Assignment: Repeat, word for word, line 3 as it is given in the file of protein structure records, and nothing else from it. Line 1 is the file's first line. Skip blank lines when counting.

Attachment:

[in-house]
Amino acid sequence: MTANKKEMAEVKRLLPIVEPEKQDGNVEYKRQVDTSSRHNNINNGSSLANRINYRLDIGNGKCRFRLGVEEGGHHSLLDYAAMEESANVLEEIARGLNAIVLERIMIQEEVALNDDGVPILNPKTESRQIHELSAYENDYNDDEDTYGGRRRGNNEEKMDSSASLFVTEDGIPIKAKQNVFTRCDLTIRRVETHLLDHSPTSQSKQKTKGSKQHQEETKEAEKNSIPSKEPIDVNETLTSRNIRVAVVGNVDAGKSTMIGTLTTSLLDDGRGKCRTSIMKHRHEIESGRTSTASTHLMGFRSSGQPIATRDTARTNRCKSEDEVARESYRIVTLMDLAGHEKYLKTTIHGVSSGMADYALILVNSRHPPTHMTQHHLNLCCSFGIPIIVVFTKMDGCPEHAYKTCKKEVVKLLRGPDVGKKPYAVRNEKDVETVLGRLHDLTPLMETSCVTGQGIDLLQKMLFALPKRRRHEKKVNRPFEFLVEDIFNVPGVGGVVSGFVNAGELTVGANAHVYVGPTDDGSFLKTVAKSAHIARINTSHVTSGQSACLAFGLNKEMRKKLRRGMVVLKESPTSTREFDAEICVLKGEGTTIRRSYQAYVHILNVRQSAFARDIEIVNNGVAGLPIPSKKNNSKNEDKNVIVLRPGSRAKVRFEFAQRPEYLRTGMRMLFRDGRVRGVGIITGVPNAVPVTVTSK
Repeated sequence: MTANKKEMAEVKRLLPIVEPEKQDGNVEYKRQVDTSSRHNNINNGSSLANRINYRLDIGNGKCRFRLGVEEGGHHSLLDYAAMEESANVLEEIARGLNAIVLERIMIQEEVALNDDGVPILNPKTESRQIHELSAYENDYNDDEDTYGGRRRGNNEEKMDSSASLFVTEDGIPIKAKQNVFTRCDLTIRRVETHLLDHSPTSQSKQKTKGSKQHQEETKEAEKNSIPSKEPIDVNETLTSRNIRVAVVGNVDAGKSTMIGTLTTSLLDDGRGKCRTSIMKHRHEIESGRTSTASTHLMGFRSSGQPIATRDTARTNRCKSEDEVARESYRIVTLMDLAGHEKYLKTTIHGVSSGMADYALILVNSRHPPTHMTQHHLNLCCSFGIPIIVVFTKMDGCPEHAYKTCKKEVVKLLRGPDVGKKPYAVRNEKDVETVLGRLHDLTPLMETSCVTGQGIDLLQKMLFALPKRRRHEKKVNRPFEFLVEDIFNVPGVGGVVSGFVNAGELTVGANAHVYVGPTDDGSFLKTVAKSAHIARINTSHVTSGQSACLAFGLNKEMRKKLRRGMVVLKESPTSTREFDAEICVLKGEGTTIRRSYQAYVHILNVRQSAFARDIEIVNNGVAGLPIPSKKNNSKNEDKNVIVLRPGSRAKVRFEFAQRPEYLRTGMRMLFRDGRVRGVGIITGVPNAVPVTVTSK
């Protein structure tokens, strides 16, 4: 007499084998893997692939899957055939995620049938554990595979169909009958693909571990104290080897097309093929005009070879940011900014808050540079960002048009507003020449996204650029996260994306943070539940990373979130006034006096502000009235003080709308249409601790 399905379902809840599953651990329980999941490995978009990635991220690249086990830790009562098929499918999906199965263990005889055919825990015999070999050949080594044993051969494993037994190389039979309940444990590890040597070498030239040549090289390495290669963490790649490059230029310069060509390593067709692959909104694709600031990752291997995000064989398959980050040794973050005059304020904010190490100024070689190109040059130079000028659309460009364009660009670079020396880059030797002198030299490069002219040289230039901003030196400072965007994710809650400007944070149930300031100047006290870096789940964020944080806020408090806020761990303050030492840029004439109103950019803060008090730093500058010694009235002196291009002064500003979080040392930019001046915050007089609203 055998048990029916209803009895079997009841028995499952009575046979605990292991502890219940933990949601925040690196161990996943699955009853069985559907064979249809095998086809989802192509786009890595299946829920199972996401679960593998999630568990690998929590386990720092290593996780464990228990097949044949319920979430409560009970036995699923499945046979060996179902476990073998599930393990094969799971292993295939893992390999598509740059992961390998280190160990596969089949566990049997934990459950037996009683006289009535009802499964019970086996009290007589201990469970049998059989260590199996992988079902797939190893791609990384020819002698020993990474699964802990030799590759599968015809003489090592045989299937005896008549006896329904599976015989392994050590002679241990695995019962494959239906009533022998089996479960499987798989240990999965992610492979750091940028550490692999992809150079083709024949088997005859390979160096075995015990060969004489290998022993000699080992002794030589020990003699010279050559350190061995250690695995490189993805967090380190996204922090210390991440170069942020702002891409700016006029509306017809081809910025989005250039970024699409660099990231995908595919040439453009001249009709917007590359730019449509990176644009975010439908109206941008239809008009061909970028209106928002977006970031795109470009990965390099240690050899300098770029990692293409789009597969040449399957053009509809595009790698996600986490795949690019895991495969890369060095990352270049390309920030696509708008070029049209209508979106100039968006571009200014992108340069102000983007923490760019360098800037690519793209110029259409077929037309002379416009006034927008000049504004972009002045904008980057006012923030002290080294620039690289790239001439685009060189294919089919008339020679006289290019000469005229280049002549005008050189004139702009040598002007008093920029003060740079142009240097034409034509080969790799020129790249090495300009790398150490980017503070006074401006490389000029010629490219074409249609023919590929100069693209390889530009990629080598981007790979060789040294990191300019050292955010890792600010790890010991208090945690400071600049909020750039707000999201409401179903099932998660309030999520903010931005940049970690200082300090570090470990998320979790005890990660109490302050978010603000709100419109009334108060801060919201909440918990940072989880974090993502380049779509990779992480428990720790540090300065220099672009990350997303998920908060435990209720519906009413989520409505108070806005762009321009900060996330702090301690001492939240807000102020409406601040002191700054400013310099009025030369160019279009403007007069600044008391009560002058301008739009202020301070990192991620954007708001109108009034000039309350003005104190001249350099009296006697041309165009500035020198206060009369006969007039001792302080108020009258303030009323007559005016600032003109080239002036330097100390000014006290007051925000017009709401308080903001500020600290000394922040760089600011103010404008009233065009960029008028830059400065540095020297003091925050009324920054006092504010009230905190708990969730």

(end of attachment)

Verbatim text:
Repeated sequence: MTANKKEMAEVKRLLPIVEPEKQDGNVEYKRQVDTSSRHNNINNGSSLANRINYRLDIGNGKCRFRLGVEEGGHHSLLDYAAMEESANVLEEIARGLNAIVLERIMIQEEVALNDDGVPILNPKTESRQIHELSAYENDYNDDEDTYGGRRRGNNEEKMDSSASLFVTEDGIPIKAKQNVFTRCDLTIRRVETHLLDHSPTSQSKQKTKGSKQHQEETKEAEKNSIPSKEPIDVNETLTSRNIRVAVVGNVDAGKSTMIGTLTTSLLDDGRGKCRTSIMKHRHEIESGRTSTASTHLMGFRSSGQPIATRDTARTNRCKSEDEVARESYRIVTLMDLAGHEKYLKTTIHGVSSGMADYALILVNSRHPPTHMTQHHLNLCCSFGIPIIVVFTKMDGCPEHAYKTCKKEVVKLLRGPDVGKKPYAVRNEKDVETVLGRLHDLTPLMETSCVTGQGIDLLQKMLFALPKRRRHEKKVNRPFEFLVEDIFNVPGVGGVVSGFVNAGELTVGANAHVYVGPTDDGSFLKTVAKSAHIARINTSHVTSGQSACLAFGLNKEMRKKLRRGMVVLKESPTSTREFDAEICVLKGEGTTIRRSYQAYVHILNVRQSAFARDIEIVNNGVAGLPIPSKKNNSKNEDKNVIVLRPGSRAKVRFEFAQRPEYLRTGMRMLFRDGRVRGVGIITGVPNAVPVTVTSK